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    Occupy Wall Street: What Just Happened? eBook on Amazon

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    Reflections on Occupy Wall Street, with photos, fun, and good wishes for the future. eBook, Occupy Wall Street: What Just Happened? (Only $.99 !) In the eBook, the Occupy movement is explored through original reporting, photographs, cartoons, poetry, essays, and reviews.The collection of essays and blog posts records the unfolding of Occupy into the culture from September 2011 to the present.  Authors Kimberly Wilder and Ian Wilder were early supporters of Occupy, using their internet platforms to communicate the changes being created by the American Autumn.

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Good article: DNC: Inside the Protest Zone


Interesting article from way back on Monday of the convention in Denver. Good coverage of the Green Party Presidential ticket.

DNC: Inside the Protest Zone
By By Matt Brady
Grand Junction CO, Colorado
Monday, August 25, 2008

Denver — Reveling in a turnout that began as hundreds and swelled into at least a thousand protesters, Recreate ’68 members naysayed those who said that the event would go bust with small turnouts and a lack of speakers.

“People seemed to think of us like they think of cockroaches,” Mark Cohen, Recreate ’68 member, said to the crowd. “They weren’t happy for us to be here. But we’re still here.”…

Generally, the voices booming out from the Capitol spoke at length against corporations and that electing a Democrat as opposed to a Republican wasn’t going to better represent the American people or end foreign occupation.

“The Convention is being sponsored by AT&T,” said Cindy Sheehan, famed anti-war activist. “Who do you think they represent?”…

The speaking engagements reached their highest and most interesting fervor when African-American Green Party candidates Cynthia McKinney, for president, and Rosa Clemente, for vice president, took the stage.

The duo wagged a collective finger at the media and public for overlooking the historical significance of the first ever women-of-color ticket in American history, and not just white media.

“There are a lot of black and Latino journalists who are letting us down. How can they not cover American history,” Clemente said. “The media is telling everybody who’s important and who you should listen to.’

Clemente described her campaign as representative of the hip-hop generation, and not just of 50 Cent’s ilk, but the kind of hip-hop that acts as a tool for social and political expression.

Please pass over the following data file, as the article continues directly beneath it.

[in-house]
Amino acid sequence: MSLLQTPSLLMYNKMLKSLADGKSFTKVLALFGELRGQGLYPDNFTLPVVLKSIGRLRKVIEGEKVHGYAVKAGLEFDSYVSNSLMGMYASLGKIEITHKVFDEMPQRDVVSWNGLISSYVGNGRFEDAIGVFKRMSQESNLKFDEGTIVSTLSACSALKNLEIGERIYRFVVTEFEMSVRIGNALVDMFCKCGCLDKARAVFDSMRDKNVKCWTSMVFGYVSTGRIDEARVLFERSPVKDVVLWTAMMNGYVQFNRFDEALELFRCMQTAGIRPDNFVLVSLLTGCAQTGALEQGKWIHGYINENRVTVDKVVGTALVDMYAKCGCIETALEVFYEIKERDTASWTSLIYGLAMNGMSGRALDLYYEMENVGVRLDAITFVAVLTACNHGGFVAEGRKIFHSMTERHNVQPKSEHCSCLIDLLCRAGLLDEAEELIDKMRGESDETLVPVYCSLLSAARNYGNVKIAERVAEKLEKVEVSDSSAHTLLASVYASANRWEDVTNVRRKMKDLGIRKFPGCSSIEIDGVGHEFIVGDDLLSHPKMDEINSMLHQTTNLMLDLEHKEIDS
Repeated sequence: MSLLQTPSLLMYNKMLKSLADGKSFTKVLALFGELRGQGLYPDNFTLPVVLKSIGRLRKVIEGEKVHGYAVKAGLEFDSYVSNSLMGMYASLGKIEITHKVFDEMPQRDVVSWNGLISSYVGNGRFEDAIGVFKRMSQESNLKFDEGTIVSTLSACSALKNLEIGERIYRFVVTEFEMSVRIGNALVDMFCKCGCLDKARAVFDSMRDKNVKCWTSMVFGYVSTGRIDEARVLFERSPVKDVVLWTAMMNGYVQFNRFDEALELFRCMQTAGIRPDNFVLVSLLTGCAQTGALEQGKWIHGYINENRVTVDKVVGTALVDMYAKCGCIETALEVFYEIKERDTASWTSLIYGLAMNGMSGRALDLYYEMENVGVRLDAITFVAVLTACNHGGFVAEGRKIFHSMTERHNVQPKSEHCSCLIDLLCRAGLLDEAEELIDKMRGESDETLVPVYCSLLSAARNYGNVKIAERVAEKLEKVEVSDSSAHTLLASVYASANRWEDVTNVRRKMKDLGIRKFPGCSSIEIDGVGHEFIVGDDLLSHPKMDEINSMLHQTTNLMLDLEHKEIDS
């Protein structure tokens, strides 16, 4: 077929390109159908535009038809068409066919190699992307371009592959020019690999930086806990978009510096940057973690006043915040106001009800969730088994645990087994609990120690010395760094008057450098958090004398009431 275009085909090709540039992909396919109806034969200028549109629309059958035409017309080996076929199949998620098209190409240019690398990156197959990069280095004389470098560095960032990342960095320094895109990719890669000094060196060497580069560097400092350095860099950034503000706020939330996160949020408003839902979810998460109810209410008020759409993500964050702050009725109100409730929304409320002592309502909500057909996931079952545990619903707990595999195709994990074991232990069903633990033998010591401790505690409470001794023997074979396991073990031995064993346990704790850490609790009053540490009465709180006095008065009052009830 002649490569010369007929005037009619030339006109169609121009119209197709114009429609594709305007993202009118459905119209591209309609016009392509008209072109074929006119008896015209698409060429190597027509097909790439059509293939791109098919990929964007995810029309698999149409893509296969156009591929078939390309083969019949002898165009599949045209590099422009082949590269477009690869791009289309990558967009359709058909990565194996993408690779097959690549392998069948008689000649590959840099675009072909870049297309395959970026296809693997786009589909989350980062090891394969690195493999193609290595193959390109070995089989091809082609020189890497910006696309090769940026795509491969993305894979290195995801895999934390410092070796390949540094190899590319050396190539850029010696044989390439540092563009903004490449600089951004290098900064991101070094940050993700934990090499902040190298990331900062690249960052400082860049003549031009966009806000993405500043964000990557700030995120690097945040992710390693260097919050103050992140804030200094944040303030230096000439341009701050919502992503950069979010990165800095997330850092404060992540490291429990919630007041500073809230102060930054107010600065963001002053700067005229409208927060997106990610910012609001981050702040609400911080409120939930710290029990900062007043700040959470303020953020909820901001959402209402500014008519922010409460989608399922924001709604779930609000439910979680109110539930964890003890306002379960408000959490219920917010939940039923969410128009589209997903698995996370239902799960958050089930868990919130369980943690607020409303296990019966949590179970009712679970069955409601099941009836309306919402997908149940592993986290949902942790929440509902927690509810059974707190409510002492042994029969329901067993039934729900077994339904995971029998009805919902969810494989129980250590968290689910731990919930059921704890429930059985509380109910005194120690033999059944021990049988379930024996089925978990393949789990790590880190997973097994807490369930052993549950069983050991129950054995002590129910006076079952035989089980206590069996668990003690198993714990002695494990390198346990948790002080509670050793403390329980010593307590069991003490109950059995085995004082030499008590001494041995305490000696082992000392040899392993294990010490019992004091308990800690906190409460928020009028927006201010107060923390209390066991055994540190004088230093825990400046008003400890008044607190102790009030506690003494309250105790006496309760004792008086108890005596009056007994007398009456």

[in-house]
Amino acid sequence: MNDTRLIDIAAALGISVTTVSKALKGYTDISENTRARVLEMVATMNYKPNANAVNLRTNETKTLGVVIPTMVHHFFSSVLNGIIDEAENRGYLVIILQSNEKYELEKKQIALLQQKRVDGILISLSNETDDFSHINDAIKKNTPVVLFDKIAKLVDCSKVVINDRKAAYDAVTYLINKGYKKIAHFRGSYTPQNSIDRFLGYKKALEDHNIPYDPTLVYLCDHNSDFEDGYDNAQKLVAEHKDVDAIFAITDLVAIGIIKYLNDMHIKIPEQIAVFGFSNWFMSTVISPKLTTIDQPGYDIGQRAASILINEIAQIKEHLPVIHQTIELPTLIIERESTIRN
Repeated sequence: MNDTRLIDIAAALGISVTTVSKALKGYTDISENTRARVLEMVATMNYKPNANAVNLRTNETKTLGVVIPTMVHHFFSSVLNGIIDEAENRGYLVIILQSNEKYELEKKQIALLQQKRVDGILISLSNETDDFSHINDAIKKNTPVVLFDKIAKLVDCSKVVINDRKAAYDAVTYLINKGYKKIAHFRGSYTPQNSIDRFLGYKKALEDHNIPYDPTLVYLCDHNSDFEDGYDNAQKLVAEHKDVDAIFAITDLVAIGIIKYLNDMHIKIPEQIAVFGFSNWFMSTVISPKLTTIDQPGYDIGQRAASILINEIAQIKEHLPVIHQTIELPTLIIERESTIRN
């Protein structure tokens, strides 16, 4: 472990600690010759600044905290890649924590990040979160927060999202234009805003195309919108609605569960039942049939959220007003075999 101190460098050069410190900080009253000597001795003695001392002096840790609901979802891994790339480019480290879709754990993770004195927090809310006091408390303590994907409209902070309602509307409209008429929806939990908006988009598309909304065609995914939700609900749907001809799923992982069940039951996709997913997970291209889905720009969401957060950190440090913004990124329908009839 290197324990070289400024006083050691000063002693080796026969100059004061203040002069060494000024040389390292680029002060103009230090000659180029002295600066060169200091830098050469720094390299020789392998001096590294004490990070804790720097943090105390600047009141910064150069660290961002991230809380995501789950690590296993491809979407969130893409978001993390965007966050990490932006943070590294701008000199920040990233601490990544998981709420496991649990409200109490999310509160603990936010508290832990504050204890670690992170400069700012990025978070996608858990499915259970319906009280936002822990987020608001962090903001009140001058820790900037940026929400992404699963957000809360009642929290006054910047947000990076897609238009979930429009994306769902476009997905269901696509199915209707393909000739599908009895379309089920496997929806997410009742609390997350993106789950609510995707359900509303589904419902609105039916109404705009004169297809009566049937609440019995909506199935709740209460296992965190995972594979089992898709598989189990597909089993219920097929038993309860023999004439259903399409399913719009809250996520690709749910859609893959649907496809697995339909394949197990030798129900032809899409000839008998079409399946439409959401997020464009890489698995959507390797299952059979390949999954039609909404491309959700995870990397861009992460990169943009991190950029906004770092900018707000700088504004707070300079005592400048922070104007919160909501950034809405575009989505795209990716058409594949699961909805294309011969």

“We are the hip-hop generation,” Clemente said. “We walk to the mic, speak loudly and speak clearly with a political agenda. And that agenda is freedom.”

McKinney, the first Green Party presidential candidate since Ralph Nader, said neither Republicans nor Democrats offered any substantial change.

“We can see clearly now who the real stick-up artists are and that’s why we’re in Denver. We know that a vote for Democrats is a vote for more war,” she said.

Clemente went on to decry the U.S. Government for refusing the votes of Puerto Ricans.

“Imagine if they could vote,” she said. “They’d be voting for me, because that’s how Puerto Ricans roll.” Clemente is part African-American, part Puerto Rican.

Clemente then introduced underground political hip-hop duo Dead Prez, who performed for about half an hour, after which the march to the Pepsi Center began.

In spite of hype that an overwhelming presence of police among protesters would incite riots and civil unrest, the speaking event and the proceeding march yielded no clouds of tear gas or yippie protesters falling prey to the baton.

Full story is here.

*Note from Kimberly Wilder: Ian and I usually share the “wilderside” username. When I am very excited about a post I am doing, or want to be sure Ian does not get blamed, I just put my initials on top, “KW”. I set up my own user id and avatar to try to make it easier for readers to see the point-of-view on stories. Will do my best to use it, but pretty sure I will still log in as “wilderside” when I forget…

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